With a win on Wednesday, the Rangers can do something they’ve done only once since 2009, and that is take a two-game lead in a playoff series. In what has become typical Rangers fashion, they have struggled immensely over the past six years to get that win in order to gain a clear cut advantage in a playoff series.
Only against Montreal during last year’s Eastern Conference Finals were they able to do so, and things worked out pretty well if I do say so myself.
Heading into Wednesday’s game four at Consol Energy Center with the 2-1 series lead, the Blueshirts have a chance to take a strangle hold on their first round best-of-seven series against the Penguins. In a playoff tournament as long and as grueling as the NHL’s, it’s an opportunity they must seize to try and keep this series a short one.
Stay the Course
The Rangers have a lead in the series for a reason. There are some things that they’ve done extremely well and should strive to continue for the remainder of the series against the Penguins. First and foremost? The defense has been very sharp, despite the continued absence of Kevin Klein.
Through the opening three games, the Penguins have yet to put more than 25 shots on Henrik Lundqvist. Sidney Crosby does have two goals and an assist, but the Rangers have also held he and Malkin in check (with the exception of a five minute span during game two), as the duo has only managed a grand total of 10 shots over the first three games.
While Henrik Lundqvist has stood tall when needed, Dan Girardi has been a big reason for the standout play of the defense of late. After his two assist performance in game three in which he led the team in ice-time with 26:06 and six blocked shots, the 30-year-old blue liner was awarded the Broadway Hat.
Finally, the Rangers must continue to stay out of the box. In game’s one and three, New York only took three penalties, however in the middle game, one which they lost, the Rangers found themselves shorthanded four times, and paid the price as the Penguins cashed in on two of those opportunities. Any power play with Crosby and Malkin is a dangerous power play. It would undoubtedly behoove the Rangers to continue their disciplined play from game’s one and three and stay out of the penalty box.
Adapt and Adjust
As well as the Rangers have played at times during this series, they’ve also been playing with fire. Letting a team hang around in a game can be dangerous, but it’s particularly dangerous in the post-season against a team like the Penguins who have very little pressure on them.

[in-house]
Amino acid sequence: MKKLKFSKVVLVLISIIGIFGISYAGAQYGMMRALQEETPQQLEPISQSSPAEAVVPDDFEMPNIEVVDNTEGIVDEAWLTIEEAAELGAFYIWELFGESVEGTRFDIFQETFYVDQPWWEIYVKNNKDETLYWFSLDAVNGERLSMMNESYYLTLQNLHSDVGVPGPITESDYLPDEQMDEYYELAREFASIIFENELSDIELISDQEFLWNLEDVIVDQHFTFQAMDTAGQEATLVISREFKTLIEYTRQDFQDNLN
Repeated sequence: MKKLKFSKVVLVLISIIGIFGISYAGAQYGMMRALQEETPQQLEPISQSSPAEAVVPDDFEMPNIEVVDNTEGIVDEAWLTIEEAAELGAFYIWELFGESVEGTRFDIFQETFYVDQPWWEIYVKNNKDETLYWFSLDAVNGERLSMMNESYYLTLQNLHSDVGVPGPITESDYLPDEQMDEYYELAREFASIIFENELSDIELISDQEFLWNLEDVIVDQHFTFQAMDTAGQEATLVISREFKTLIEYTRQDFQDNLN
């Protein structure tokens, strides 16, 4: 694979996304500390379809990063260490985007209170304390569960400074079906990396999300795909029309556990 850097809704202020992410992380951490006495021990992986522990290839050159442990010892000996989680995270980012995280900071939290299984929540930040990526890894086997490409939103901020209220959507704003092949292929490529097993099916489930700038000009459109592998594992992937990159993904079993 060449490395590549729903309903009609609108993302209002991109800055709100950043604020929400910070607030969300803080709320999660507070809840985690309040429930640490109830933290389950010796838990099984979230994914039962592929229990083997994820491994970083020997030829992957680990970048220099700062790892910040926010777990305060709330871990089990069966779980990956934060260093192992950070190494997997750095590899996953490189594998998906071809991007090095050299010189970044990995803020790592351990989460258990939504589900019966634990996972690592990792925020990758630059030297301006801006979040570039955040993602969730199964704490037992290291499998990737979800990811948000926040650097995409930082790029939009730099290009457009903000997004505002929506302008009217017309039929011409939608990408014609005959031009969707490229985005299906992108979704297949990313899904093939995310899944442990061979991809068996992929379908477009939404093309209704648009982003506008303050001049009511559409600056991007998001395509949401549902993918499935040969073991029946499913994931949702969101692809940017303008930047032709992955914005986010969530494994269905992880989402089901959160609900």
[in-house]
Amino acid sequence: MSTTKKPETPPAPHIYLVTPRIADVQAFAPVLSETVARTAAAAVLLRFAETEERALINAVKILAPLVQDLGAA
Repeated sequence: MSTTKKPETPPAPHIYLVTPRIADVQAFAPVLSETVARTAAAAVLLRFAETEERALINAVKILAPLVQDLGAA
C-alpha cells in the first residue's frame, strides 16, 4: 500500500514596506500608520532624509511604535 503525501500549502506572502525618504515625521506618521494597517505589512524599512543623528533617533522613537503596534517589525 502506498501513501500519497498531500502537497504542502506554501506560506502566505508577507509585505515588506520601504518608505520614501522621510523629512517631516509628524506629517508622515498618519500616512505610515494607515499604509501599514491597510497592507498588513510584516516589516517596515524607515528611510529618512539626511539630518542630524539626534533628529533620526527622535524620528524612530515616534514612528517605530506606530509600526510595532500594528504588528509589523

To this point, all three games – two wins and a loss from the New York perspective – have been one goal games. In all three games, the Rangers have scored the first goal, and in two of those three they’ve had a two goal lead, however they have yet to score the “kill goal” to put a game away. In game’s one and three, New York had 2-0 leads but failed to score the third goal. Pittsburgh hung around, and made a frantic push to tie the game late. Ultimately the Rangers held on both times, but it’s a dangerous game to play. If the Rangers want to make this a short series, scoring that all important third goal is vital.
And least but not least, get the puck to the middle of the ice on the power play. Through the first three games of the series, the Rangers have lit the lamp twice in 14 chances, and especially in the latter two games, the Penguins have held the Rangers primarily to the perimeter, thus a good portion of the shots have come from the low percentage areas; far out and from bad angels. Pittsburgh has averaged nearly five penalties per-game. If the Rangers can get the puck to the high-percentage areas and make them pay for their lack of discipline, their chances at taking over this series on Wednesday evening will rise substantially.
This current New York-Pittsburgh series is far closer than many would have predicted. The Penguins have hung around in large part because of Marc-Andre Fleury, but also because the Rangers have allowed them to. If the Rangers can continue to remain tight on defense, score the put-away goal, and penetrate the middle of the ice with the man-advantage, they could be returning to New York with a chance to finish off the Penguins come Friday.
Jake Gittler is now in his second season as a contributing member of The Hockey Writers. After spending the 2014-15 season working in Communications for Adirondack Flames of the AHL and covering the New York Rangers here for The Hockey Writers, Jake’s coverage has been switched over to the Colorado Avalanche for the 2015-16 season. Jake can be reached via email at Jakegittler@gmail.com, or on Twitter @Jgittler_hockey.